Tuesday, November 04, 2008

United States House Races Thread

This thread will serve to provide updates on the outcomes of the United States House races. A handy link to this post is on the upper right-hand corner of the blog, but I will probably keep promoting this post along with our other election threads to the top of the blog. For the sake of ease of reading, I'll skip the "Update" addendum that usually accompanies a change to the post, and just add information as we get it. Necessarily, we will only be following contested House races.

MSNBC is calling it for Murtha (whew!)

Texas: McCaul (R) will defeat challenger Democratic Larry Doherty for HD 10. Sadly, it's looking like Nick Lampson, who took over Tom DeLay's seat in 2006, will lose to Pete Olson. John Culberson (R) defeats challenger Michael Skelly.

Chris Shays, Connecticut's 22-year GOP incumbent, has lost. Democrats now hold all House seats from New England and New York.

John Adler (D) defeats Christ Myers in New Jersey to take the Republican open seat.

Tim Mahoney, successor to Mark Foley in Florida, has lost to his Republican challenger. But elsewhere in Florida, GOP incumbents Tom Feeney and Ric Keller have both lost.

In Illinois, Debbie Halvorson (d) has taken the seat vacated by its Republican incumbent.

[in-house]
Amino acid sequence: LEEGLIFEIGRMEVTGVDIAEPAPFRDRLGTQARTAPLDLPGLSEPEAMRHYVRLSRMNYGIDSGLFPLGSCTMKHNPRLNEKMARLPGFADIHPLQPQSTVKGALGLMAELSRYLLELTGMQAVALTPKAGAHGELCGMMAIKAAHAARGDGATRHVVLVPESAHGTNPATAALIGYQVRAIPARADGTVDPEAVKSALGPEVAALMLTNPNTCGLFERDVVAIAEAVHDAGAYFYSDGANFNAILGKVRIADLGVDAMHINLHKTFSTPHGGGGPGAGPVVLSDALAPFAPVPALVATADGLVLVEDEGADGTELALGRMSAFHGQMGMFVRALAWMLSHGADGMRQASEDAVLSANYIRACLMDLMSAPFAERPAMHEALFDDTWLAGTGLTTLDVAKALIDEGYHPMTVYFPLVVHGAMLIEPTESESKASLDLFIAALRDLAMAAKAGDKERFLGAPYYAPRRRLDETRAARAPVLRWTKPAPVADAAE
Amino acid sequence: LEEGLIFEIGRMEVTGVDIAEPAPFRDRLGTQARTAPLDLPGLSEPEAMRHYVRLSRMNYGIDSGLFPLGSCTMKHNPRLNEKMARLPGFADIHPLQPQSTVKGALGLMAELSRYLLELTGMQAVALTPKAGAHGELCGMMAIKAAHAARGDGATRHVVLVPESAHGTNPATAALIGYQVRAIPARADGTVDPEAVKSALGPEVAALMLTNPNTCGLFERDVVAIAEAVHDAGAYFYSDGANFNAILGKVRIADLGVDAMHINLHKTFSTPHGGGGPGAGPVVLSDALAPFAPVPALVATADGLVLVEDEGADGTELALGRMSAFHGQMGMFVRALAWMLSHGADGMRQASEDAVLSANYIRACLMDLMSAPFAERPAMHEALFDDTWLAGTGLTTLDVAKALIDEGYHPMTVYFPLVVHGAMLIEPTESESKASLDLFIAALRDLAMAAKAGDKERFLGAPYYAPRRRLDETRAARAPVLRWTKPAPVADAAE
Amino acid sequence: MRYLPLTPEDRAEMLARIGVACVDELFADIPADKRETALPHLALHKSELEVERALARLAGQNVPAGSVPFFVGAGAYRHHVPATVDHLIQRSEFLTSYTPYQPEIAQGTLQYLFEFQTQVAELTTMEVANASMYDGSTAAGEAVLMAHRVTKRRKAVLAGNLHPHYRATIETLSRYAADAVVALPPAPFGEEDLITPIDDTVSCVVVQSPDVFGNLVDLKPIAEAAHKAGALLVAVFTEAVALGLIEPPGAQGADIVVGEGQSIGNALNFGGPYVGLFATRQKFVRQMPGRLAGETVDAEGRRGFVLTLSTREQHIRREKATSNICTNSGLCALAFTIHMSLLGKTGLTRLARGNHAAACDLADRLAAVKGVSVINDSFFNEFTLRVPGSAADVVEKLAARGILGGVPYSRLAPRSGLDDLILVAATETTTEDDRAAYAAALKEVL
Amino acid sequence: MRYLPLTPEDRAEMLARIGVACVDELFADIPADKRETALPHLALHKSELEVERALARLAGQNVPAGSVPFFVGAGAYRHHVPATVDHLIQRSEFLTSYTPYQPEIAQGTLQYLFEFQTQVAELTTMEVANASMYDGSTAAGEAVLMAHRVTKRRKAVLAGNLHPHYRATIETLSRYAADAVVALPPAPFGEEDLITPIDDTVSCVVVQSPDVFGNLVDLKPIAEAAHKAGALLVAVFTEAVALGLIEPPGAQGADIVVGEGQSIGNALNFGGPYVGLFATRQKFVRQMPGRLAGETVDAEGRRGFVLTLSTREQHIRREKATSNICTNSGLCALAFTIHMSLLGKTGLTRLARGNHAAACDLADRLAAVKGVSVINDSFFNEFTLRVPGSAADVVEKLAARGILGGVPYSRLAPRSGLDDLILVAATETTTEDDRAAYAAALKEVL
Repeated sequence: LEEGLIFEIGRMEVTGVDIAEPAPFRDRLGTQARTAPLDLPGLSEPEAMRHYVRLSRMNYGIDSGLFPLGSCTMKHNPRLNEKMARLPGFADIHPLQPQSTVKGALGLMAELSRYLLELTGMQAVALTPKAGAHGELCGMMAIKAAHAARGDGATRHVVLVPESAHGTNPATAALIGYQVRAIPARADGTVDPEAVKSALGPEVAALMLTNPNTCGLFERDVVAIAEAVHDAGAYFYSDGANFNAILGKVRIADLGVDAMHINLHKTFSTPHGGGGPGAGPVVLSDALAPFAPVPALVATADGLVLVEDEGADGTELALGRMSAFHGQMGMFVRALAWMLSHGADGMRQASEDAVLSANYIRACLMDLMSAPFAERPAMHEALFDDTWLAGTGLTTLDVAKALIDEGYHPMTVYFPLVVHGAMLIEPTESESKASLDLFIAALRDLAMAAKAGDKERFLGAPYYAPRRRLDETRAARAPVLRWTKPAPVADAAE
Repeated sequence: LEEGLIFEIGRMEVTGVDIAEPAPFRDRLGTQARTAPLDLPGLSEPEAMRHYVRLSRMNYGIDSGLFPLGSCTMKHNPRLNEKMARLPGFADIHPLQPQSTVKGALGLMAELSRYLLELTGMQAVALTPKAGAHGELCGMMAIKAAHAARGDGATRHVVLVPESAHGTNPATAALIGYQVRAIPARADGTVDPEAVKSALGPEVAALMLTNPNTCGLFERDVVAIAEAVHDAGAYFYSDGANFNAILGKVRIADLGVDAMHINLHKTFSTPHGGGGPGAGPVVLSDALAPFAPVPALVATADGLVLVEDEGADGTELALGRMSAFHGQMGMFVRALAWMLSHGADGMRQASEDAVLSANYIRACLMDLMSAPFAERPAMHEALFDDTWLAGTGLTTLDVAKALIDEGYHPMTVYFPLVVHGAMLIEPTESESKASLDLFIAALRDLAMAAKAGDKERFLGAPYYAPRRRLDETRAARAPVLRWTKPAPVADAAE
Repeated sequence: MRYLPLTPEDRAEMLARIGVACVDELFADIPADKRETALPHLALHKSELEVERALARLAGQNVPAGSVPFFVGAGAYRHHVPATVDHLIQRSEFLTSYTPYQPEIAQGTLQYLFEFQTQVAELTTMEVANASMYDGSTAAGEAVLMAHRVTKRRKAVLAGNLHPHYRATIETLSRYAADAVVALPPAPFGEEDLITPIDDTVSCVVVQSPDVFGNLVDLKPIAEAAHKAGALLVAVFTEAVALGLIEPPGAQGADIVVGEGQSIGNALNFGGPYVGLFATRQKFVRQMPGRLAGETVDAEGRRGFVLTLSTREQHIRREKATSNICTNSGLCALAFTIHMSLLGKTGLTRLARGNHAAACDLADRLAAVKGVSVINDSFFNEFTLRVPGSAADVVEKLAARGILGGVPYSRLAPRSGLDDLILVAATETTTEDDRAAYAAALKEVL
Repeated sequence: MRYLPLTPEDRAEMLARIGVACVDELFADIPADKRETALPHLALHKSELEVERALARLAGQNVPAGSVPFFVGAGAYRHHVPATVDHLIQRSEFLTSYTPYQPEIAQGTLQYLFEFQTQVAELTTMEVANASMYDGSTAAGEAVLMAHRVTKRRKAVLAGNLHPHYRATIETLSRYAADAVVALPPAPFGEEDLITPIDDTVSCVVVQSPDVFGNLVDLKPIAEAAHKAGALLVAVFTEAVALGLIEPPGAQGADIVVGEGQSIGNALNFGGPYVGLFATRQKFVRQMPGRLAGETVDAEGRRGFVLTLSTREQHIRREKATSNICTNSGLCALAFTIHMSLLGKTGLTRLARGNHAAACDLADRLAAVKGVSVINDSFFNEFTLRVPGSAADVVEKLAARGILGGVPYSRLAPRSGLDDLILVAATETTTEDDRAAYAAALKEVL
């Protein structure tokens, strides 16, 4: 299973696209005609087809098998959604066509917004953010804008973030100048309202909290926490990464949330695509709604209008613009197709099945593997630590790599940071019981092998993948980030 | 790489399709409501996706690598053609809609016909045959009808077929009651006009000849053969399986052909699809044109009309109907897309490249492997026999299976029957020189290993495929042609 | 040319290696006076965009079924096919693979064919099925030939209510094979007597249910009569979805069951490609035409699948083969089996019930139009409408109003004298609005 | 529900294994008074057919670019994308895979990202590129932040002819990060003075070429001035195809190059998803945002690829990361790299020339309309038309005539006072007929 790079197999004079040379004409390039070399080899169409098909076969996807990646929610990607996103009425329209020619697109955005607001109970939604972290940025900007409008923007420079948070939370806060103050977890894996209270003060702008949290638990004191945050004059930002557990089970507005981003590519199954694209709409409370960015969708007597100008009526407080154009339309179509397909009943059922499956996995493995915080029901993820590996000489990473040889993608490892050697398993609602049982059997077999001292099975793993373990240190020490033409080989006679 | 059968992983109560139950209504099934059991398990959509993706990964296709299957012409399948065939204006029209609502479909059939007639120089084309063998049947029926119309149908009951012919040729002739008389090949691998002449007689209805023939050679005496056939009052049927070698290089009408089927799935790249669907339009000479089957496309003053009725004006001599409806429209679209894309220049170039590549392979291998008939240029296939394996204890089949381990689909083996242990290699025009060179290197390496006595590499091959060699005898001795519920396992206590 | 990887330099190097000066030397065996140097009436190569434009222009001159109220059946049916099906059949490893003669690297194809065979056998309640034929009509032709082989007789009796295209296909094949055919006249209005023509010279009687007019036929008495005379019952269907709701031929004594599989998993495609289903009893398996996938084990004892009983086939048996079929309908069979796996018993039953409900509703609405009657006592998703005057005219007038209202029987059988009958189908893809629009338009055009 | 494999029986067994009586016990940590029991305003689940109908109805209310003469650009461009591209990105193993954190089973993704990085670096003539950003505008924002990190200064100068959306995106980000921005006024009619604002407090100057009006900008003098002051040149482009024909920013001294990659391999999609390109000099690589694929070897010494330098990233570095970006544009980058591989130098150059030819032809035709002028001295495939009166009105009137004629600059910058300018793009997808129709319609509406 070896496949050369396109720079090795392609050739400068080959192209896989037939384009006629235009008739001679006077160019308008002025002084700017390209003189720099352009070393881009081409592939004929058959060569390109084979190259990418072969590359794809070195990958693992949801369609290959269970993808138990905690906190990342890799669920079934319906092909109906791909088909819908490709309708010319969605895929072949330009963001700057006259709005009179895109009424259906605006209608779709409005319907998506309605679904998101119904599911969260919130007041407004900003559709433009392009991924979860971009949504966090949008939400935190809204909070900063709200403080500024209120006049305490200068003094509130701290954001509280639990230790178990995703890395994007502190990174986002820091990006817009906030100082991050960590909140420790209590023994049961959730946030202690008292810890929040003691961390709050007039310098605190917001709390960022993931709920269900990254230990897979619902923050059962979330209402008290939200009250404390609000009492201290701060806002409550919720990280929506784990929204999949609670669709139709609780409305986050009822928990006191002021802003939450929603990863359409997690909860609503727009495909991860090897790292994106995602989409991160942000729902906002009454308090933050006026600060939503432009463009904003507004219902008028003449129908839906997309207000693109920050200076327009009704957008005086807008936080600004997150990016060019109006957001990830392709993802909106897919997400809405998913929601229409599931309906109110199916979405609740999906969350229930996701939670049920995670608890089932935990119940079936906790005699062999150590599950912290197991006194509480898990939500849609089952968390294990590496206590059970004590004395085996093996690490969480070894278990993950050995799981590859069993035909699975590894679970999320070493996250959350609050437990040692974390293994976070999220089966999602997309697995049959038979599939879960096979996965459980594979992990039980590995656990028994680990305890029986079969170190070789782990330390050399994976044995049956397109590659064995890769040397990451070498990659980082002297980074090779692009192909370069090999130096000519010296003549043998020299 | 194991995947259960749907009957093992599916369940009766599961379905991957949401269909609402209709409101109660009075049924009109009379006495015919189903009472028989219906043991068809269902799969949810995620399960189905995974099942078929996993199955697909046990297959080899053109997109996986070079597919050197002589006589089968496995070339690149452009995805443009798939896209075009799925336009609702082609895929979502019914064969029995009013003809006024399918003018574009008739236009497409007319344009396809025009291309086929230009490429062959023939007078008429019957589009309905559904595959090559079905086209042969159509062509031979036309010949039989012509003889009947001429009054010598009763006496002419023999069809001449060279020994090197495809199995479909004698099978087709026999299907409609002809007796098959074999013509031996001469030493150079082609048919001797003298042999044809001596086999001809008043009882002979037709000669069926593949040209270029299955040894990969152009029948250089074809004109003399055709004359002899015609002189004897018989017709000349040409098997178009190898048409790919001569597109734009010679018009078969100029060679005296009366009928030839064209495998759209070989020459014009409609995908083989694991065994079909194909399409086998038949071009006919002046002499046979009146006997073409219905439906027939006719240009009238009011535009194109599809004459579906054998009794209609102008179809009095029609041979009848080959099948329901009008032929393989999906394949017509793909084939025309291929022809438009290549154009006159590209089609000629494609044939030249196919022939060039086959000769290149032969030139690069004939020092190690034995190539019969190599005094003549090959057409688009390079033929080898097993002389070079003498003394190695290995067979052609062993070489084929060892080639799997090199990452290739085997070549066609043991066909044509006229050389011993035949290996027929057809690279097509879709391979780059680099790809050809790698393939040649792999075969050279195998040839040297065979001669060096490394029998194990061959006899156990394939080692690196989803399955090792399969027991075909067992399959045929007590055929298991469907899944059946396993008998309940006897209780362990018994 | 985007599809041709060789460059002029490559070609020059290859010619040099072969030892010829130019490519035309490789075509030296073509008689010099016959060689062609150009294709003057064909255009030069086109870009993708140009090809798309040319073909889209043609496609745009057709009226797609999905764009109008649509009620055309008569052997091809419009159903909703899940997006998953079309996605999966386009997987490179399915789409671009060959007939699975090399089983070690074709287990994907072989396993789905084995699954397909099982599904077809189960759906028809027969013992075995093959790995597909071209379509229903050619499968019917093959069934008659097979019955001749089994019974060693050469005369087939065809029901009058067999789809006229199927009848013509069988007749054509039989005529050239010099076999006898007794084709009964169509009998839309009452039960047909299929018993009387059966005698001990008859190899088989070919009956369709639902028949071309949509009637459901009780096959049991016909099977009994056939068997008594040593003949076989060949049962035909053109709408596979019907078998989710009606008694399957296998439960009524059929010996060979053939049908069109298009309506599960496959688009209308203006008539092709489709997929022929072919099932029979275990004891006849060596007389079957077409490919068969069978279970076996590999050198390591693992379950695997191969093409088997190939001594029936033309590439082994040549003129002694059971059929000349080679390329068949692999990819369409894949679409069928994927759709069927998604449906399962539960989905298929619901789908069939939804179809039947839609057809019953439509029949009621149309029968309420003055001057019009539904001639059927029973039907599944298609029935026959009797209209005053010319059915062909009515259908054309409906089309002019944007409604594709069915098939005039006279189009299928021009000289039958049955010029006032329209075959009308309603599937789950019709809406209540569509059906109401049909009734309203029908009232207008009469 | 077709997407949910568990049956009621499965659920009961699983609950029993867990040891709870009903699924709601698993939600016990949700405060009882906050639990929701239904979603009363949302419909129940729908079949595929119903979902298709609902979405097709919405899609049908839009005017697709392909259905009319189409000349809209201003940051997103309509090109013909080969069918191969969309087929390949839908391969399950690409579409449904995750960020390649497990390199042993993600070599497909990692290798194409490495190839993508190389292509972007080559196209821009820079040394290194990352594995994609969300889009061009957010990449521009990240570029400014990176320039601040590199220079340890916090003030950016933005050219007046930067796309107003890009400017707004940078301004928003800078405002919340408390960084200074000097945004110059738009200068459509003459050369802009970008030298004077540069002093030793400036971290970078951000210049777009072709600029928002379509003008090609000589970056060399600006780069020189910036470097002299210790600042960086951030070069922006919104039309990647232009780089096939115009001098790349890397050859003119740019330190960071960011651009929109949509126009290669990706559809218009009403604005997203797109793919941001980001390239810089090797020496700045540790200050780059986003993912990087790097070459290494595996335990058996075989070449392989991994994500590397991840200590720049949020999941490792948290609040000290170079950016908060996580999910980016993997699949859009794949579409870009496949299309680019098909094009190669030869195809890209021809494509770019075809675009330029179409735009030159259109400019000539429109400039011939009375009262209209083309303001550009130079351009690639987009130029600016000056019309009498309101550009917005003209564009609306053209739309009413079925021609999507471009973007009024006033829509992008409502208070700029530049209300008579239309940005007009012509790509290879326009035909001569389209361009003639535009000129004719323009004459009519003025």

In Minnesota, Republican Michelle Bachman held onto her seat despite sticking her foot all the way down her mouth and out her ass by calling for investigations into anti-American members of Congress. From here on out she will probably be more circumspect, thought probably not less idiotic.

Kissell defeats Republican incumbent Hays in North Carolina.

Gerry Connolly (D) succeeds retiring incumbent Tom Davis (R) in Virginia. The race between Goode (R) and Perriello (D) in southern Virginia is too close to call.

So far, Democrats have gained a net of 14 seats in the House. Not the stunning numbers of the 2006 mid-terms by any means, but increasing the majority in the House has never been as crucial as gaining a filibuster-proof majority in the Senate and taking the White House.

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